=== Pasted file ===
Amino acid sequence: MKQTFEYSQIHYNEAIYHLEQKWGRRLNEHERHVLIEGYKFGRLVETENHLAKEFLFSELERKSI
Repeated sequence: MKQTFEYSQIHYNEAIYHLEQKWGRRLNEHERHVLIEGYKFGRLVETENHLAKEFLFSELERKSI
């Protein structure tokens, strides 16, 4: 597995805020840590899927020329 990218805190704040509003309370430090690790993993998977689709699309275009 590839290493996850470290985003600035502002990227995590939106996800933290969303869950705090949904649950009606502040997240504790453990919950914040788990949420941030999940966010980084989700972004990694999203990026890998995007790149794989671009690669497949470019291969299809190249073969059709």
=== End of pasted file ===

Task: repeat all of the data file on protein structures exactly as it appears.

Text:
Amino acid sequence: MKQTFEYSQIHYNEAIYHLEQKWGRRLNEHERHVLIEGYKFGRLVETENHLAKEFLFSELERKSI
Repeated sequence: MKQTFEYSQIHYNEAIYHLEQKWGRRLNEHERHVLIEGYKFGRLVETENHLAKEFLFSELERKSI
């Protein structure tokens, strides 16, 4: 597995805020840590899927020329 990218805190704040509003309370430090690790993993998977689709699309275009 590839290493996850470290985003600035502002990227995590939106996800933290969303869950705090949904649950009606502040997240504790453990919950914040788990949420941030999940966010980084989700972004990694999203990026890998995007790149794989671009690669497949470019291969299809190249073969059709």